Let us suppose our “?admin?true?” is in the second block of plain text. This plain text block, is a result of XORing of cipher text of the same block and cipher text of the previous block, as we can see from the figure given above. Pay attention closely now. What I am in control of, are the cipher text blocks. The attacker can manipulate them, before sending them as a parameter to the decryption function. A rule says that whenever one changes one byte(call this “flips”) at an offset in a cipher text block, the same offset is changed in the next plain text block (See the figure below!). Of course, when one flips one byte in a cipher text block, plain text of the corresponding block also changes; but we are not worried about the flip in the plain text block where the “random bytes” of the prepend string are present. What we are focusing now is the second plain text block, which essentially contains our “?admin?true?”.

082113_1459_CBCByteFlip3

Let us consider,

  • The plain text block containing “?admin?true?” to be ‘P’.
  • The cipher text block next to which we have the plain text block containing “?admin?true?” to be ‘A’.
  • The cipher text block of the corresponding plain text block containing “?admin?true?” to be ‘B’.

Then we can write, (refer to the figure above)

A = P xor BlockCipherDecryption(B)

“BlockCipherDecryption” is the large block present in the figure as “Block Cipher Decryption” which decrypts a cipher text block based upon the standard encryption used. BlockCipherDecryption(B) is a constant since we are not flipping bits in “B” (Remember this!). For the nth byte of each block we can thus write,

A[n] = P[n] xor BlockCipherDecryption(B[n])    ——–> 1.

BlockCipherDecryption(B[n]) can be written as:

BlockCipherDecryption(B[n]) = A[n] xor P[n]     ——–> 2.

Value at 2. is fixed. We know that we want P[n] in 1. to be of our desired value(Let this be ‘PD’) whereas P[n] in 2. is the actual value of the plain text (Let this be ‘PA’) after the decryption of cipher text without flipping any of them. So, A[n] then becomes:

A[n] = PD xor A[n] xor PA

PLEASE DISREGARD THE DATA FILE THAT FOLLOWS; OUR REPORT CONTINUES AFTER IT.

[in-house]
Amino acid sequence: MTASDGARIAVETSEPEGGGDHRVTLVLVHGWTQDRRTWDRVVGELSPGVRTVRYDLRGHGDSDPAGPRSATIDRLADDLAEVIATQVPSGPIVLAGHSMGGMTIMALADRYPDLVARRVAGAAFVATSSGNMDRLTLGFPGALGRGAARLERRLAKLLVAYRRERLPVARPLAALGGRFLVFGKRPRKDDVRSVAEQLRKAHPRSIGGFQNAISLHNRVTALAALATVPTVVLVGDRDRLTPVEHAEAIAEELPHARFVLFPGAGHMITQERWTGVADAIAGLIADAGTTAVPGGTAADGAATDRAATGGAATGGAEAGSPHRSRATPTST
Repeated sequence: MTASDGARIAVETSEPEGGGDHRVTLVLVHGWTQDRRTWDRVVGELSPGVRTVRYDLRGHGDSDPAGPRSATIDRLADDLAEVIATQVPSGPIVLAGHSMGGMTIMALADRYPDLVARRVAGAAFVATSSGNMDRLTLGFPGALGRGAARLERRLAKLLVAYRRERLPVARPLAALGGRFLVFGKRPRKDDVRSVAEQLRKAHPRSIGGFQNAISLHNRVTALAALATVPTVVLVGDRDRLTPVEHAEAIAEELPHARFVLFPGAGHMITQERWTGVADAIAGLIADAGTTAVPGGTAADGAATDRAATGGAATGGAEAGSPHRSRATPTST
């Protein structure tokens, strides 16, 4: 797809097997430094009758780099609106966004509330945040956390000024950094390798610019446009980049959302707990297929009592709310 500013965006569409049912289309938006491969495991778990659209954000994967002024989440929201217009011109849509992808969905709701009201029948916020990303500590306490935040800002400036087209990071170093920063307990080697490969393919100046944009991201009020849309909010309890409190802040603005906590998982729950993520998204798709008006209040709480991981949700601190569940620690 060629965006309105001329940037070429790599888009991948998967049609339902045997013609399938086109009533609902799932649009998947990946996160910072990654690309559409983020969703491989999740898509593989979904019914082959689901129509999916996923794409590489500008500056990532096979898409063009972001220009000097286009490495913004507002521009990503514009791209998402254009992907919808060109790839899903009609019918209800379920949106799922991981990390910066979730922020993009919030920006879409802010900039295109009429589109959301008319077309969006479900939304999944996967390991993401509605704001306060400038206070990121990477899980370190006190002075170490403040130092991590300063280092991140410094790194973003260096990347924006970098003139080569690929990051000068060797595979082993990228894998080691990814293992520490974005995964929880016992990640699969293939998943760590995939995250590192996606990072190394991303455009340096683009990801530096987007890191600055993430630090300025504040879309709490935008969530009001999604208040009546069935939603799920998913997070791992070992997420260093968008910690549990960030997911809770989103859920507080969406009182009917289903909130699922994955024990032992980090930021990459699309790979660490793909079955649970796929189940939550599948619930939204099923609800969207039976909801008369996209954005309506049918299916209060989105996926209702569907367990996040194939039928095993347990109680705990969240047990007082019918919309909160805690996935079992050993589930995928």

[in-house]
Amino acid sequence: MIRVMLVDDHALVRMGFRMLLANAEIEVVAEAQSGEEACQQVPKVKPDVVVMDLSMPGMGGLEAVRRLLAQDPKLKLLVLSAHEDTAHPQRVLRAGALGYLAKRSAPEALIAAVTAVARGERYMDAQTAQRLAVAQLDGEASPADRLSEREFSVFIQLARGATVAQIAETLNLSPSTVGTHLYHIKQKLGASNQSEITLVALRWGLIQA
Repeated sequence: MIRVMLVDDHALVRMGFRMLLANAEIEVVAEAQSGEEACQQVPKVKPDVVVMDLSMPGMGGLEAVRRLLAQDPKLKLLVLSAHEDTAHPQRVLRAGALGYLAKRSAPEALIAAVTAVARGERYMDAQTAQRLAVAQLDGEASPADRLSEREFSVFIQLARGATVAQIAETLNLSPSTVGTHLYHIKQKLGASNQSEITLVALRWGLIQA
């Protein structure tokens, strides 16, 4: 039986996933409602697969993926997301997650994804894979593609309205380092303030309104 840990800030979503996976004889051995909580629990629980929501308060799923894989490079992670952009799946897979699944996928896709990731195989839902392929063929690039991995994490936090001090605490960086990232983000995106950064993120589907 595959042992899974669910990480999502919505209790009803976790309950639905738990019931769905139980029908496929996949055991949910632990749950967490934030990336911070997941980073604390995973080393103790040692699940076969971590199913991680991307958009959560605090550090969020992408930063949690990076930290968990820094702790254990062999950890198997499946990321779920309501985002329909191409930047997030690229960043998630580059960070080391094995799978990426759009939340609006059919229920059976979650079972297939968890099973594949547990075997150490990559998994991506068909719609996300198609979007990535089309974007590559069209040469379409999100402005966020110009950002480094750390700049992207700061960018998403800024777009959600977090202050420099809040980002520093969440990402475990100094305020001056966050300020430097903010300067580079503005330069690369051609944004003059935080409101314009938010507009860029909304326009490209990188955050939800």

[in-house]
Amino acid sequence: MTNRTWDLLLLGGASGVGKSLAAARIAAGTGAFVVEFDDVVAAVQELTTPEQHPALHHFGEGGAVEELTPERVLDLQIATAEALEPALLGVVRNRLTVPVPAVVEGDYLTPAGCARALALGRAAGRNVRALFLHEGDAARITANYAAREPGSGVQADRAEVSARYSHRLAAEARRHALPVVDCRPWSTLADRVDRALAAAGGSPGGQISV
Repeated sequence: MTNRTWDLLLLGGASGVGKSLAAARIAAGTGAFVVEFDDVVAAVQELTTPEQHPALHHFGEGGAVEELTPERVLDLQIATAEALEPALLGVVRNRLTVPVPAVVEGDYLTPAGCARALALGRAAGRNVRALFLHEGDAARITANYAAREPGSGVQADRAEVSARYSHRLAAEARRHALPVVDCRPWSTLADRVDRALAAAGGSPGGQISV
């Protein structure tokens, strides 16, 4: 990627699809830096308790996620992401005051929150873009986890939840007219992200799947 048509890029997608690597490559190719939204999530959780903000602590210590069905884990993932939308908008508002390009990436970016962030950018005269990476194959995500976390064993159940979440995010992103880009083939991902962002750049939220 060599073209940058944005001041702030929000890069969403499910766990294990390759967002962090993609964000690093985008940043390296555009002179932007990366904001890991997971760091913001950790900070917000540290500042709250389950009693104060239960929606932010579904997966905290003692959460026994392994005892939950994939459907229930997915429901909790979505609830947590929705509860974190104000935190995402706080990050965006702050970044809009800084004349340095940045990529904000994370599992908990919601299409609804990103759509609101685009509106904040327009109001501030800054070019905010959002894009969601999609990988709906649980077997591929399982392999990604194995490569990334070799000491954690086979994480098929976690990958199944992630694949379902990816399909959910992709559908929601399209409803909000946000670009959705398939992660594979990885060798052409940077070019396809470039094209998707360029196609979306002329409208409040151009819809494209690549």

or A[n] = A[n] xor (PD xor PA)

PD xor PA —> XOR of the desired plain text byte with the actual byte present in the plain text block.

So, we simply XOR the result (PD xor PA) with the actual value of the A[n]. The result is the value we should give at that byte in the cipher text block previous to the plain text containing “?admin?true?”. Repeat this for all other blocks.

Cryptopals Challenge 16:

In this challenge, “;” and “=” are replaced by “?”. Here in this case, the desired value is “;” or “=”. XORing each with the actual value of plain text “?”, we get 4 and 2 respectively. Now we XOR this result with the offset in the actual cipher text block (A[n]). Repeat this for each byte to be manipulated. This gives the value to be supplied in the same offset so that the resultant plain text contains “;admin=true;” instead of “?admin?true?”. Here is the exploit:

cipher_list = []
payload = ";admin=true;"
ciphertext = encrypt(payload)
i = 0
while i*16 <= len(ciphertext):
    cipher_list.append(ciphertext[i*16: 16 + (i*16)])
    i += 1
cipher_list.remove(cipher_list[6])

attack_on_block = cipher_list[1]
list1 = list(attack_on_block)
list1[0] = chr(ord(list1[0]) ^ ord("?") ^ ord(";"))
list1[6] = chr(ord(list1[6]) ^ ord("?") ^ ord("="))
list1[11] = chr(ord(list1[11]) ^ ord("?") ^ ord(";"))
cipher_list[1] = ''.join(list1)
ciphertext = ''.join(cipher_list)

decrypt(ciphertext)

The entire solver script for this challenge can be found here: https://github.com/ashutosh1206/Matasano-Crypto-Challenges/blob/master/set2/p16/exploit.py

References:

  1. https://en.wikipedia.org/wiki/Block_cipher_mode_of_operation
  2. Bit Flipping

All hail Cryptography!